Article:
Infrared Light Emitting Diode Extraction Efficiency

Description:

TECHNOLOGY AREA(S): Weapons 

OBJECTIVE: Develop technologies to improve extraction efficiency of high density infrared light emitting diode arrays to improve radiance output, self-heating, and wall-plug efficiency. 

DESCRIPTION: This SBIR topic seeks to identify and demonstrate technologies that can improve the light extraction efficiency of high density mid-wave infrared (MWIR) and long wave infrared (LWIR) light emitting diode (LED) arrays designed to be used in infrared (IR) scene projectors without affecting the ability to control the radiance on a per-pixel level. The enhancements must be applicable for incorporation into projector systems suitable for use in hardware-in-the-loop (HITL) simulation and Installed System Test Facility (ISTF) applications. The ability to stimulate advanced infrared weapon and aircraft sensors and seekers with high radiance, high resolution IR imagery of targets, backgrounds, and countermeasures in dynamic hardware-in-the-loop simulation and installed systems test facilities is critical in the development, test, and evaluation of those systems. Current IR scene projectors are based on resistive emitter array technology that has numerous limitations including output radiance, frame rates, and frame size. Infrared (IR) LED arrays have shown great potential for application to advanced IR scene projectors. LED arrays may improve radiance levels, operating speed, and frame size over other existing technologies. Developmental LED arrays range from 512x512 pixels on a 48 micron pixel pitch (~1 inch square array) to 2048x2048 arrays on a 24 micron pitch (~2 inch square array) with potential growth to larger arrays. The LED arrays are driven by a read-in integrated circuit (RIIC) which provides control of the radiance output of each pixel based on the desired IR image from a scene generation system and the ability to provide non-uniformity correction across the array. A significant issue with current generation IR LED arrays is the light extraction efficiency (LEE) which is typically less than 1%. Even slight improvements to the LEE would greatly increase maximum radiance, reduce waste heat which must be removed from the arrays, and increase wall-plug efficiency. An example is a 512x512 superlattice LED array with about 1% extraction efficiency where each pixel at full power consumes 15 milliamps at 12 volts. If all quarter million pixels were turned on, the one inch square array would be required to dissipate 47 kW. The low efficiency significantly impairs the utility of the LED arrays. Not only does the reduced radiance limit the types of imagery that can be projected, a very large amount of waste heat is generated that, even with extensive cooling, can affect operation of the array and even permanently damage the devices.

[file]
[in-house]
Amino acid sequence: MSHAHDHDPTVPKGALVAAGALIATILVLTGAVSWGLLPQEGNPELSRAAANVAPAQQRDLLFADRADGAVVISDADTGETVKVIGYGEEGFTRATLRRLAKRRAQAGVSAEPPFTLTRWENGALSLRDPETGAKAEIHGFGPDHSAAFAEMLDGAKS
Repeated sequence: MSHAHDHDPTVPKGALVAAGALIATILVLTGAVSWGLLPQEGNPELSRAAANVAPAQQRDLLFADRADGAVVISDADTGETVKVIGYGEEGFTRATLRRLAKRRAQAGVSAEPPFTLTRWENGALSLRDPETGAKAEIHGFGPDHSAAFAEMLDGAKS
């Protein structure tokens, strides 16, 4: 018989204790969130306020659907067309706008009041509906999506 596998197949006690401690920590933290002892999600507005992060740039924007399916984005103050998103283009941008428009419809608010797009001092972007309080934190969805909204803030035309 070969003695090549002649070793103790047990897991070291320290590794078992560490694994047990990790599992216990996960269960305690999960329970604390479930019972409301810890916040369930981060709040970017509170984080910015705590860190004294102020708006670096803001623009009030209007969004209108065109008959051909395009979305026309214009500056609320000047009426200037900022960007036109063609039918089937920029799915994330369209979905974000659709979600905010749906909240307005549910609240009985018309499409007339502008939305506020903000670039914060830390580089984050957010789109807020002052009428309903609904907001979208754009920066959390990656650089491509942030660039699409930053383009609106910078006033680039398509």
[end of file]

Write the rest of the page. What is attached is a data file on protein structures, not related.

PHASE I: Identify factors that limit extraction efficiency, define concepts that may increase the efficiency, determine the technical feasibility of the concepts, and design a follow-on test program for the most promising concepts. Required deliverables will include reports and briefings documenting the analysis and the results 

PHASE II: Complete design and fabricate small prototype IR LED arrays using the most promising concepts developed in Phase I. Perform characterization experiments quantifying the effects on extraction efficiency and on overall LED performance including output radiance, self-heating, and wall-plug efficiency. Required deliverables will include reports and briefings on the results of the experiments. 

PHASE III: Military Applications: DT&E of IR guided weapons, threat warning and aircraft self-protection systems, electro-optical sensors. Commercial Applications: DT&E of IR sensors and systems including autonomous guidance, vision, and collision avoidance systems. 

REFERENCES: 

1. Norton, Dennis Thomas Jr. "Type-II InAs/GaSB superlattice LEDs: applications for infrared scene projector systems." PhD thesis, University of Iowa, 2013.

2. Norton, Dennis, et al., "Development of a high-definition IR LED scene projector." Proc. SPIE 9820, Infrared Imaging Systems: Design, Analysis, Modeling, Testing XXVII, 98200X, 3 May 2016.

3. Lange, Corey Wyatt. "Design and Development of 512 512 Infrared Emitter Array System." Master's thesis, University of Delaware, 2011.

 

KEYWORDS: Extraction, Efficiency, Light, Emitting, Diode, LED, Infrared, Emitter, Array, Mid-wave, MWIR, Long-wave, LWIR, Hardware-in-the-loop, HITL, Scene, Projector, IRSP, Optoelectronics 

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